Tuesday, July 4, 2017

Project BLACK MAMBA: Late Edition

Mea culpa! Mea culpa! Mea máxima culpa!

'Tis the festival of Saint Oda of Canterbury, Bishop, O.S.B. (circa 870-959; A.K.A. the Good, the Severe; also spelt Odo): Saint-link & Wikipedia-link.

Commentary: Wayback Machine.

'Tis also the festival of Blessed Pier Giorgio Frasseti, Confessor, T.O.S.D. (1901-1925, A.K.A. Girolamo), the "Man of the Eight Beatitudes:" Blessed-link & Wikipedia-link.

Scripture of the Day
Mass Readings—Weekday
The Book of Genesis, chapter nineteen, verses fifteen thru twenty-nine;
Psalm Twenty-six, verses two & three, nine & ten, & eleven & twelve;
The Gospel according to Matthew, chapter eight, verses twenty-three thru twenty-seven.

Commentary: Gospel reflection by Bishop Robert Barron (Word on Fire):
Friends, what we hear in the Gospel for today is a de profundis prayer. Do you know the de profundis prayer? It comes from Psalm 130: "Out of the depths, I have cried to you, O Lord. O Lord, be attentive to the voice of my pleading." It is the prayer offered at the darkest times of life, when we feel utterly incapable of helping ourselves.

During the storm, Jesus' disciples cried out to the Lord in desperation: "O Lord, we are drowning; don't you care?" Perhaps there are some people reading this right now who feel themselves in this precise situation. Perhaps you're reading these words from your hospital bed where you are recovering painfully from surgery, or where you've just received some devastating news. Perhaps you find yourself caught in a terrible, unrelenting depression. Maybe you've just lost a loved one, and you're awash in a sea of grief.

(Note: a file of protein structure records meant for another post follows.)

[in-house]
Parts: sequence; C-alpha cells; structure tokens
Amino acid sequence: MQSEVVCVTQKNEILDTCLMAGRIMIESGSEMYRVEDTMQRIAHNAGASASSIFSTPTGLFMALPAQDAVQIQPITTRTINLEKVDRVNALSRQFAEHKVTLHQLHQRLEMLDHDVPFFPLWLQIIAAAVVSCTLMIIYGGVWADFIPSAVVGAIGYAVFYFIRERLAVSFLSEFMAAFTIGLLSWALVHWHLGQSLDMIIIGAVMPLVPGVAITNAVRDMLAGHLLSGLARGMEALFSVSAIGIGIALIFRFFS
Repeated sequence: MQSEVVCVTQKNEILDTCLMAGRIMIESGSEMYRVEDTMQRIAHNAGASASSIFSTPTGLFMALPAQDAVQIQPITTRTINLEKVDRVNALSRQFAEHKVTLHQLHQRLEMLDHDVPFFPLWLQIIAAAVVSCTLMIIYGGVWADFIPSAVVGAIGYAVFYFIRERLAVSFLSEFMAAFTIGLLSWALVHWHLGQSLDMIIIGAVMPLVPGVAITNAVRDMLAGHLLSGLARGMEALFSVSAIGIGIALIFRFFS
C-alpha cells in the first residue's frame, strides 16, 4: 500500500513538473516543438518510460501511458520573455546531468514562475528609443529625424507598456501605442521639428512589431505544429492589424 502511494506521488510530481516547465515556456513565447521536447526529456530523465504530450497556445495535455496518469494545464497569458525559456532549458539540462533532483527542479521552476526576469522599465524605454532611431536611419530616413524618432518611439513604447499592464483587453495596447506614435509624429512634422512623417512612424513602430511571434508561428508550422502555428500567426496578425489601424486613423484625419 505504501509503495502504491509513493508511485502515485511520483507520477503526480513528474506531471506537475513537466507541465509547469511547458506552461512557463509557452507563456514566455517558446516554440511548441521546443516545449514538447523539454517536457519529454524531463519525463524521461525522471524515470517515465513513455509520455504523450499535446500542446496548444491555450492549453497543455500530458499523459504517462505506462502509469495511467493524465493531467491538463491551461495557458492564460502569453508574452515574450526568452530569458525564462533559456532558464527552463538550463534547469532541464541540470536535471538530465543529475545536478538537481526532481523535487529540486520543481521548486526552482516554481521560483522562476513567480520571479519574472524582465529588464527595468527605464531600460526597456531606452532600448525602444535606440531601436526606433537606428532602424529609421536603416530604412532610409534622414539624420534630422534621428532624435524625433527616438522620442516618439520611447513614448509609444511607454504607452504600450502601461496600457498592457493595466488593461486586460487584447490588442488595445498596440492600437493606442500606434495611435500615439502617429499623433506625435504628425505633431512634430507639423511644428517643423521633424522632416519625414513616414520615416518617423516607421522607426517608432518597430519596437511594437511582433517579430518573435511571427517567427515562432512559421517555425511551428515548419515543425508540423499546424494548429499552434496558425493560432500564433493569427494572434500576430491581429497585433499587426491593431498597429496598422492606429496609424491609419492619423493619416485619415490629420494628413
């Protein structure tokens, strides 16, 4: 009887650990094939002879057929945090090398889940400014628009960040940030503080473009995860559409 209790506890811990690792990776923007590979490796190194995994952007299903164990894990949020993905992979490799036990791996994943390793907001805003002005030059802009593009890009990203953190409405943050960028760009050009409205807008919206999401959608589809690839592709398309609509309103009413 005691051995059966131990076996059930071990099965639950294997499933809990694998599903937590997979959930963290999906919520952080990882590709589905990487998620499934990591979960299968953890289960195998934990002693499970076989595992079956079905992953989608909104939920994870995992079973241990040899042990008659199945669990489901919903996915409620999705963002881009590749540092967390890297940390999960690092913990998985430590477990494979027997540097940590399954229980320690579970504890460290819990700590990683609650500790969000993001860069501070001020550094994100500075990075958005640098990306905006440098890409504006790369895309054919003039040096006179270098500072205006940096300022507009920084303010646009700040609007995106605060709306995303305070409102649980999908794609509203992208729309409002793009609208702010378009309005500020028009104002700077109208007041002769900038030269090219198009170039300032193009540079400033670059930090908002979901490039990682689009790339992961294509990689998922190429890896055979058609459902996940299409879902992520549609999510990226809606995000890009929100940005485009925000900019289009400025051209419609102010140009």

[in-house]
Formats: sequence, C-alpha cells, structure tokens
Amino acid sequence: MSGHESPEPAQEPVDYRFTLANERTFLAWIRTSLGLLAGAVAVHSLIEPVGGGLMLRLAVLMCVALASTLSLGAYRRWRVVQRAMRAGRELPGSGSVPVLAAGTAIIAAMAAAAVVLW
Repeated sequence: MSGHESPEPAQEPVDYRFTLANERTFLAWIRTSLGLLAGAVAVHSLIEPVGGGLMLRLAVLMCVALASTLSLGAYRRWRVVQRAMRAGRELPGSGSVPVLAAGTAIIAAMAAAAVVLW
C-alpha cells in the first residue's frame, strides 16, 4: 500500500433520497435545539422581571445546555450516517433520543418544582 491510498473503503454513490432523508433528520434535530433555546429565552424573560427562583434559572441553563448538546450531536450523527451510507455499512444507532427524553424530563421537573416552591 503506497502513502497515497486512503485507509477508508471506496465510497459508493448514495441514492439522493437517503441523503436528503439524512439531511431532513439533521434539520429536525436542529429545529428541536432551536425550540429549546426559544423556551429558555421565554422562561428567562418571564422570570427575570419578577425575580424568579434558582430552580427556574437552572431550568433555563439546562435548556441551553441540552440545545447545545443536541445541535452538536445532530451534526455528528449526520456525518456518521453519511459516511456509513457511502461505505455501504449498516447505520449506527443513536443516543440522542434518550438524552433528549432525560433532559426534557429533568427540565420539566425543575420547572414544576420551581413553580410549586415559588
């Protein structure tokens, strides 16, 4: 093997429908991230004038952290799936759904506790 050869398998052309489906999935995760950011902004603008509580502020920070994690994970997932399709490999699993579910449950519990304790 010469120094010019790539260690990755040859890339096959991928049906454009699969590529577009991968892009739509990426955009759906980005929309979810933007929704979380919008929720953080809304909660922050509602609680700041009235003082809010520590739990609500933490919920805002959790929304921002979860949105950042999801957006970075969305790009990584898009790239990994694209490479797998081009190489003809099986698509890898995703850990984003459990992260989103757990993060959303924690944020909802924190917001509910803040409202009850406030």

If that's you, then pray as the disciples did. Awaken someone who can help. Jesus sleeping in the midst of the storm is a very powerful symbol of God's sovereignty over even the darkest and most difficult trials that life throws at us.
Mass Readings—Independence Day
The Book of Numbers, chapter six, verses twenty-two thru twenty-seven;
Psalm Eighty-five, verse nine(b);
The Gospel according to Matthew, chapter five, verses one thru twelve(a).

Commentary: Quoth the missalette:
The readings, psalm, & Gospel acclamation may also be taken from the Masses for Various Needs & Occasions: For the Nation, For Peace & Justice (Lectionary 882-886, 887-891). The following (the above) are suggested from among the many options.
Bible Study
Psalm Twenty-two (verses one thru thirty-two);
The Book of Lamentations, chapter three, verses twenty-two & twenty-three.

Commentary: The Prayer of an Innocent Person (Psalm 22) & excerpt from Sufferings of the Prophet & His People (Lamentations, 3:22-23).

Bible Study—The Bible Timeline: Egypt & Exodus, Parts 1 & 2
The Book of Exodus, chapter eighteen (verses one thru twenty-seven);
The Book of Exodus, chapter nineteen (verses one thru twenty-five);
The Book of Exodus, chapter twenty (verses one thru twenty-six);
The Book of Exodus, chapter twenty-one (verses one thru thirty-seven);
The Book of Exodus, chapter twenty-two (verses one thru thirty);
The Book of Exodus, chapter twenty-three (verses one thru thirty-three);
The Book of Exodus, chapter twenty-four (verses one thru eighteen).

Commentary: Meeting with Jethro (18:1-12), Appointment of Minor Judges (18:13-27), III. The Covenant at Mount Sinai: Arrival at Sinai (19:1-15), the Great Theophany (19:16-25), the Ten Commandments (20:1-17), the Fear of God (20:18-26), Laws Regarding Slaves (21:1-11), Personal Injury (21:12-32), Property Damage (21:33-22:5), Trusts & Loans (22:6-14), Social Laws (22:15-23:9), Religious Laws (23:10-19), Reward of Fidelity (23:20-33), Ratification of the Covenant (24:1-11), & Moses on the Mountain (24:12-18).

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